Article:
Sadly, corruption can be found everywhere and continues to be an issue in my country.  In my home state of Virginia, former governor Robert McConnell and his wife were indicted on federal corruption charges for receiving improper gifts and loans from a businessman.  Last year, a federal jury convicted them on several counts.  McDonnell was sentenced to two years in prison, becoming the first Virginia governor to be indicted or convicted of a felony.  You may have also heard about Rod Blagovich, former governor of President Obama’s home state of Illinois.  He was convicted on 18 felony counts of corruption in 2012 and is serving a 14-year sentence.  I offer these examples to illustrate that corruption, from the lowest to the highest levels, must be addressed and not left to defeat by impunity.

In keeping our commitment to stem graft, the United States has worked with Nigeria’s anti-corruption institutions, like the Economics and Financial Crimes Commission, to bring corrupt individuals to justice.  We offer technical assistance, training, and cooperate with Nigerian officials to find evidence and/or stolen assets held abroad.  For years, we have invested in robust domestic prevention and enforcement efforts, strong international enforcement, and capacity building.  We believe in a continuation of this partnership.  Corruption knows no borders and we must unite to achieve results.

According to the recent Transparency International report on corruption in Africa, Nigerians were among the most likely to believe that corruption was getting worse in their country.  President Buhari’s focus on addressing corruption is a positive indication for a secure and bright, economic future for this country.  Corruption must be addressed by governments, civil society, and the private sector, through both top-down and bottom-up efforts.  The success of this fight depends on continuing efforts to ensure that citizens everywhere, as individuals, journalists, and as organized civil society, are able to expose corruption and participate in holding their governments accountable.  We note with deep concern that many governments are restricting civil society groups. We will continue working to ensure a robust, effective international response to the proliferation of restrictions being placed on civil society.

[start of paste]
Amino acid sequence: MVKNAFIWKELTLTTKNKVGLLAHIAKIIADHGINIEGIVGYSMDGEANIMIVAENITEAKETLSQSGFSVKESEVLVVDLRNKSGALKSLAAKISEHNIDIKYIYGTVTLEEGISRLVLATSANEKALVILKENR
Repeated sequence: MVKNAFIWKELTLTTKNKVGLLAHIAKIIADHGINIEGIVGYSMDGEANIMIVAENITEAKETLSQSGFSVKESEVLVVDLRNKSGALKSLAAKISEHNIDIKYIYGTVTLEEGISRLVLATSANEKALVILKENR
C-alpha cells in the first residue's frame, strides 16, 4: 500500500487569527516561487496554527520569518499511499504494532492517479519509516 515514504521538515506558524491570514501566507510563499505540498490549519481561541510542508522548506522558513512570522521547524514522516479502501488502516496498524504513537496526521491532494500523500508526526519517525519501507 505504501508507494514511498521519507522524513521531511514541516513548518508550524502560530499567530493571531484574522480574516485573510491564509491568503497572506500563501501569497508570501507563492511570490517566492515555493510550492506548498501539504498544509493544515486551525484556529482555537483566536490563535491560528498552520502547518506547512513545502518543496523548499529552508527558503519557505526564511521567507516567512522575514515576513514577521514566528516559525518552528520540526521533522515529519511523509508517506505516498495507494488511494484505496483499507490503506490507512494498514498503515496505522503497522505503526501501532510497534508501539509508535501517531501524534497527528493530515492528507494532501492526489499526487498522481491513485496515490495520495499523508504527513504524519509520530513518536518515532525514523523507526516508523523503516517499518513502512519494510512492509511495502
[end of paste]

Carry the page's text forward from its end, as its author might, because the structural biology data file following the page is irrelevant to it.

On this 12th anniversary of UNCAC, we reflect on how international standards on addressing corruption have been acceptance and shared.  We are ready to move to the next stage of applying best practices and partnering together to combat a problem found in all societies.  Twelve years ago, the United Nations Convention against Corruption opened for signature and established the world’s broadest framework for tackling the scourge of corruption.  Since then, the United States and 176 other countries have ratified this Convention.  The parties to the Convention have since met to renew their commitment and highlight priorities regarding prevention, asset recovery, criminalization, and enforcement.  The UN Convention builds on groundbreaking conventions in the Americas and Europe, which have piloted new approaches.

I would like to applaud the efforts of all those who have worked tirelessly and courageously in this fight. I am eager to see the long-term results of today’s discussion.

We have come a long way from the days when the payment of bribes was tax-deductible in some countries, and corruption was accepted as an unchangeable cultural practice.  We must step up our fight against corruption to ensure that it does not steal our future prosperity and stunt our aspirations.

Thank you.